Not sure how I missed catching info about this book when it was first released, but there is a book by Linda Andre called Doctors of Deception: What They Don’t Want You to Know About Shock Treatment.
Here’s the product description from Amazon:
Mechanisms and standards exist to safeguard the health and welfare of the patient, but for electroconvulsive therapy (ECT) used to treat depression and other mental illnesses approval methods have failed. Prescribed to thousands over the years, public relations as opposed to medical trials have paved the way for this popular yet dangerous and controversial treatment option.
Doctors of Deception is a revealing history of ECT (or shock therapy) in the United States, told here for the first time. Through the examination of court records, medical data, FDA reports, industry claims, her own experience as a patient of shock therapy, and the stories of others, Andre exposes tactics used by the industry to promote ECT as a responsible treatment when all the scientific evidence suggested otherwise.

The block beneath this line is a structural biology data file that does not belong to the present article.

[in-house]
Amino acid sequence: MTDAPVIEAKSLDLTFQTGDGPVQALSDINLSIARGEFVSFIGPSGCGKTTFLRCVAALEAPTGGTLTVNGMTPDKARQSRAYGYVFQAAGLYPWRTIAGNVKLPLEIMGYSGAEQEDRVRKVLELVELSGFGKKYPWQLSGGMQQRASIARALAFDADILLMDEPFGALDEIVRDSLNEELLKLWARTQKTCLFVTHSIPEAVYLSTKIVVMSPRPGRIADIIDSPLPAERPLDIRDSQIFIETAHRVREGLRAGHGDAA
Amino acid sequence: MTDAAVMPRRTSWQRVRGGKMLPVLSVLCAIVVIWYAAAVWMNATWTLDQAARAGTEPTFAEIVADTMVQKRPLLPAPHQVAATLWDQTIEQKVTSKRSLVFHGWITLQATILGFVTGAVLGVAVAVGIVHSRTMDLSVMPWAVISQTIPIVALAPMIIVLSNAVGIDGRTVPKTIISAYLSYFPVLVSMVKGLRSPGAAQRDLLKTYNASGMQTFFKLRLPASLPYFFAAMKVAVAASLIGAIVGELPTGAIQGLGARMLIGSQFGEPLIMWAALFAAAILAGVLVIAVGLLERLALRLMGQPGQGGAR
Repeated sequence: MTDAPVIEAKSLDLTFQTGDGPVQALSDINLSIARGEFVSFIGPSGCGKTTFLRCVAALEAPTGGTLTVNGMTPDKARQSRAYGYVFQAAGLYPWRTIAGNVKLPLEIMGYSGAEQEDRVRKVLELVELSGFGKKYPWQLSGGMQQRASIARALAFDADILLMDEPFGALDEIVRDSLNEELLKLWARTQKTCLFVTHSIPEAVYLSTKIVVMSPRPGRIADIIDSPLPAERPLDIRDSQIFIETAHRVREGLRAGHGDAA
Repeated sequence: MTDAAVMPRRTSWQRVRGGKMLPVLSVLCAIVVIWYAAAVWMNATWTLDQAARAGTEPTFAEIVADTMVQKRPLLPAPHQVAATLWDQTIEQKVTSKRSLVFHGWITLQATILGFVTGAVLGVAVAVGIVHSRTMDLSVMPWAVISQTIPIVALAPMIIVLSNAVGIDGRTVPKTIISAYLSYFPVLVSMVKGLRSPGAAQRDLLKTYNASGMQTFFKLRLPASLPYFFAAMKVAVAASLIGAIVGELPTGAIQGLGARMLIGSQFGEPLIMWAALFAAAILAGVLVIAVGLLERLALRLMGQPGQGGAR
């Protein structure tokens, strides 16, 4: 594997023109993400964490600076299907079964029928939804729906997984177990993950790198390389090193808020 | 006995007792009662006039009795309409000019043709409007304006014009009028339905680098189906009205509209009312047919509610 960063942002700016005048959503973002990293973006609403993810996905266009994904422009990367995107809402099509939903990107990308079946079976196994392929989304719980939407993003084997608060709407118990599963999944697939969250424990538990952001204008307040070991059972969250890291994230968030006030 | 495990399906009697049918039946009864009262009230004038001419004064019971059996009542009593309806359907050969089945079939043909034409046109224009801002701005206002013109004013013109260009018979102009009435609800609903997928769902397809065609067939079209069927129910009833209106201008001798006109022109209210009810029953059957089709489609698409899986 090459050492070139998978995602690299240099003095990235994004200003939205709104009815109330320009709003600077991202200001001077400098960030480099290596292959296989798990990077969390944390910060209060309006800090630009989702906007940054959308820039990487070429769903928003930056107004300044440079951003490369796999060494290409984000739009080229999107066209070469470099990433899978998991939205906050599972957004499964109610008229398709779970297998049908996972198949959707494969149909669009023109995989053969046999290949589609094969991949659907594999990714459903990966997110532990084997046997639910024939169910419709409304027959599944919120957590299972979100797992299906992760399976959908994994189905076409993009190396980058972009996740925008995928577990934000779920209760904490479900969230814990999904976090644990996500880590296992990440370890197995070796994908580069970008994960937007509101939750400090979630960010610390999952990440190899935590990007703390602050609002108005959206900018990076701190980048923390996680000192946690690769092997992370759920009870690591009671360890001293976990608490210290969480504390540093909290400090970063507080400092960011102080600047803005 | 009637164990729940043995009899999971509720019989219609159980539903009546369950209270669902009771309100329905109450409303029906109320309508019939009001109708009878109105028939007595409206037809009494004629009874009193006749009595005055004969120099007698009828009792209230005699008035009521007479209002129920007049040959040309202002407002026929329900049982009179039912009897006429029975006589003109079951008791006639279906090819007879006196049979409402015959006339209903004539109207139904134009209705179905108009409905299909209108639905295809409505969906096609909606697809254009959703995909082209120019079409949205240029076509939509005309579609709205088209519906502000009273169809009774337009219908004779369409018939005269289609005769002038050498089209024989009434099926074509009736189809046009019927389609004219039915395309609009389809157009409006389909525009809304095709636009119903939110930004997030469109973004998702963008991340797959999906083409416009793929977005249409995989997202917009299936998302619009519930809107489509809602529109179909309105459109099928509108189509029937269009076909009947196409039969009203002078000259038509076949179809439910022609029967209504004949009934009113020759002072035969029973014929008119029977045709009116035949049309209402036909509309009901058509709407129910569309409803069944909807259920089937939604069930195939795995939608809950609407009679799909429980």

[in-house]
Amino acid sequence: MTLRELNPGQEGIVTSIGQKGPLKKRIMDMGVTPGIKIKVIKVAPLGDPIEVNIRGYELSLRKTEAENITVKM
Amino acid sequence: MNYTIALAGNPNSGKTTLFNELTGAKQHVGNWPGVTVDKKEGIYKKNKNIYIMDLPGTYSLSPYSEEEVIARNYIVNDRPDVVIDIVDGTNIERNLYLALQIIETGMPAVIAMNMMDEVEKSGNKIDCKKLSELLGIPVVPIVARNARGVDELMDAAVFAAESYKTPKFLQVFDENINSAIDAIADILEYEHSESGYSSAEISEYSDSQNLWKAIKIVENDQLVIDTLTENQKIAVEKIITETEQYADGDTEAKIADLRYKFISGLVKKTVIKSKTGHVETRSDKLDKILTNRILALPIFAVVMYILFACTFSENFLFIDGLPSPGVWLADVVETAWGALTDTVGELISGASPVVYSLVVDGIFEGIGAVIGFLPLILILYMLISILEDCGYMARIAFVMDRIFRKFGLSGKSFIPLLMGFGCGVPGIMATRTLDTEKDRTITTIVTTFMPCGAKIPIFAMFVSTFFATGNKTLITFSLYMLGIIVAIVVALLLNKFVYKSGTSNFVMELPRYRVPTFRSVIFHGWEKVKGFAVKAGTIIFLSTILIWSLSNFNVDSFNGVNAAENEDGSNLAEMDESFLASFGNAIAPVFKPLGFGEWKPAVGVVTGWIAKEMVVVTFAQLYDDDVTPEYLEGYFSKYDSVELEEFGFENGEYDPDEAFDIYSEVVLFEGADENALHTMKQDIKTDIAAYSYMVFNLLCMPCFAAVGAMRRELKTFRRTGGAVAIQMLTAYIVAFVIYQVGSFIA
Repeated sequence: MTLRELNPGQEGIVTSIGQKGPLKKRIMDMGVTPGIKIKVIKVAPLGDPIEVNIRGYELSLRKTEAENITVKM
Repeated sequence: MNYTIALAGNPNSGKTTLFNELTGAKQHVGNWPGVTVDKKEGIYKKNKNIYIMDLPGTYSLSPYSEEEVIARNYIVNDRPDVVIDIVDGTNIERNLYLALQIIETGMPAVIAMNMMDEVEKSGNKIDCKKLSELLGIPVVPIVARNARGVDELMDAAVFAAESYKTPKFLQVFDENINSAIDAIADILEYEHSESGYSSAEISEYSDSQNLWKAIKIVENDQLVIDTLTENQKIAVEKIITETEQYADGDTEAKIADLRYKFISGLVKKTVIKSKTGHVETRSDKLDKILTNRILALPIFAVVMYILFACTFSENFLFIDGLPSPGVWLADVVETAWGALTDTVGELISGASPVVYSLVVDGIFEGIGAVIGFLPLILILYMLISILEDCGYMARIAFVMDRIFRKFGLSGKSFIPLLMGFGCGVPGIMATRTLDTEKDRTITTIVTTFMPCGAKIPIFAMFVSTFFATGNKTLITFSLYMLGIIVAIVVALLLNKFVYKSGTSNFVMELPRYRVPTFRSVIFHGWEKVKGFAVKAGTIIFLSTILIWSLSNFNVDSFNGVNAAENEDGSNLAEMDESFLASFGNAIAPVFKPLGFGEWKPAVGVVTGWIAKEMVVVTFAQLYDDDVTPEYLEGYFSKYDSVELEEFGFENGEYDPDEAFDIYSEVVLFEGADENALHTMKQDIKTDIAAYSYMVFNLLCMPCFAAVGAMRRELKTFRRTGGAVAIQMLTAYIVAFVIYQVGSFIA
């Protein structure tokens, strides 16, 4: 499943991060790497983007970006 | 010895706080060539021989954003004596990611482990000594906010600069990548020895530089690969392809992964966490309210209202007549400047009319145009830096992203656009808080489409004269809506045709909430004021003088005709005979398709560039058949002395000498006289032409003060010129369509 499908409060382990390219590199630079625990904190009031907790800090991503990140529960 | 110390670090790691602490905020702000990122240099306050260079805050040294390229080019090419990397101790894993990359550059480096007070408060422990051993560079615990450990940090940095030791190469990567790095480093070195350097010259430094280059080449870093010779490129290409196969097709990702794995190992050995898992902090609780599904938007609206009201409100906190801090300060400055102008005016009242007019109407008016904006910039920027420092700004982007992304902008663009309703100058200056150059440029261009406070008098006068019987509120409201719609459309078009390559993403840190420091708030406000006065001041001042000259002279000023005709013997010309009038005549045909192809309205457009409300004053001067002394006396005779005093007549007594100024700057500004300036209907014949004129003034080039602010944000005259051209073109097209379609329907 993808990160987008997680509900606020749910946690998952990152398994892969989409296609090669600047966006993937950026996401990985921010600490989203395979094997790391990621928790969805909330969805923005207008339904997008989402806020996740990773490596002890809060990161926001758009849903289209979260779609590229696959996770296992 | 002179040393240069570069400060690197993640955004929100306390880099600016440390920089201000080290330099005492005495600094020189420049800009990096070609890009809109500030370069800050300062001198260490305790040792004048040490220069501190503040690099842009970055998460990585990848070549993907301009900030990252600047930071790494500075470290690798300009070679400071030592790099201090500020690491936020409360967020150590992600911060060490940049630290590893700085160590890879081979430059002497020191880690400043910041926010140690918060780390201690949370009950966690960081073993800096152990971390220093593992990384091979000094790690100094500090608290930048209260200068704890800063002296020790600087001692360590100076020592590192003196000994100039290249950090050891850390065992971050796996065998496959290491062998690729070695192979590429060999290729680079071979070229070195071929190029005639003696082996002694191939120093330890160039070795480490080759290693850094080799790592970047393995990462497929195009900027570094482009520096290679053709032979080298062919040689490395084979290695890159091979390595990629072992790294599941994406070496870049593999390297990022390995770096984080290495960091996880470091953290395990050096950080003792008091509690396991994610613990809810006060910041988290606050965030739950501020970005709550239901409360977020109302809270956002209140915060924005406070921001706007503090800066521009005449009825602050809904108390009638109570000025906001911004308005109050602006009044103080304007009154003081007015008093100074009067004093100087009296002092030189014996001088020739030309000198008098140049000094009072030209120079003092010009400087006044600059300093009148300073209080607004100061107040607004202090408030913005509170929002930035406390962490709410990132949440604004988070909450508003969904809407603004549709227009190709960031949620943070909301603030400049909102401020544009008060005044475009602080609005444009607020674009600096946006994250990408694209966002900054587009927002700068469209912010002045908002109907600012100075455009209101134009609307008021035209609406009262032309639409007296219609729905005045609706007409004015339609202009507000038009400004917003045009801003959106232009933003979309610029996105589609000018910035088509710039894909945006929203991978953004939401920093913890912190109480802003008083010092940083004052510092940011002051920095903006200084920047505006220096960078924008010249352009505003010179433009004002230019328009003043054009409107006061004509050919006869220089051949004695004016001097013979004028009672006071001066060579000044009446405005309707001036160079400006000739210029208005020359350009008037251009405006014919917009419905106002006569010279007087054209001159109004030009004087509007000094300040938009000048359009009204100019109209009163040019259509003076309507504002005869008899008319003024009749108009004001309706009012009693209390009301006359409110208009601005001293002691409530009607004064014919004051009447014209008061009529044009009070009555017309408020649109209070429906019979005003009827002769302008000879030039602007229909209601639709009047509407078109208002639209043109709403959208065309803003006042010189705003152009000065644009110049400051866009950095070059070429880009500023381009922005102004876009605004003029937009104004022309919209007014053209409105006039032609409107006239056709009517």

As early as the 1940s, scientific literature began reporting incidences of human and animal brain damage resulting from ECT. Despite practitioner modifications, deleterious effects on memory and cognition persisted. Rather than discontinue use of ECT, the $5-billion-per-year shock industry crafted a public relations campaign to improve ECT s image. During the 1970s and 1980s, psychiatry’s PR efforts misled the government, the public, and the media into believing that ECT had made a comeback and was safe.
Andre carefully intertwines stories of ECT survivors and activists with legal, ethical, and scientific arguments to address issues of patient rights and psychiatric treatment. Echoing current debates about the use of psychopharmaceutical interventions shown to have debilitating side effects, she candidly presents ECT as a problematic therapy demanding greater scrutiny, tighter control, and full disclosure about its long-term cognitive effects.
Is ECT really a “popular” procedure? And doesn’t every medical procedure have some sort of risks involved every time it is committed? We don’t seem to argue for the end to heart surgeries because there’s evidence that some people have died from them. There’s some sense that people who choose to have ECT are somehow naive about the procedure. I obviously need to read the book if I want to make a legitimate argument, but in general, I’m annoyed that books that mention ECT often tend to have to pick sides about whether they approve or disapprove of this treatment. Can’t people talk about ECT without arguing about it?
I hate that we can’t just have a conversation about ECT—both cons and pros.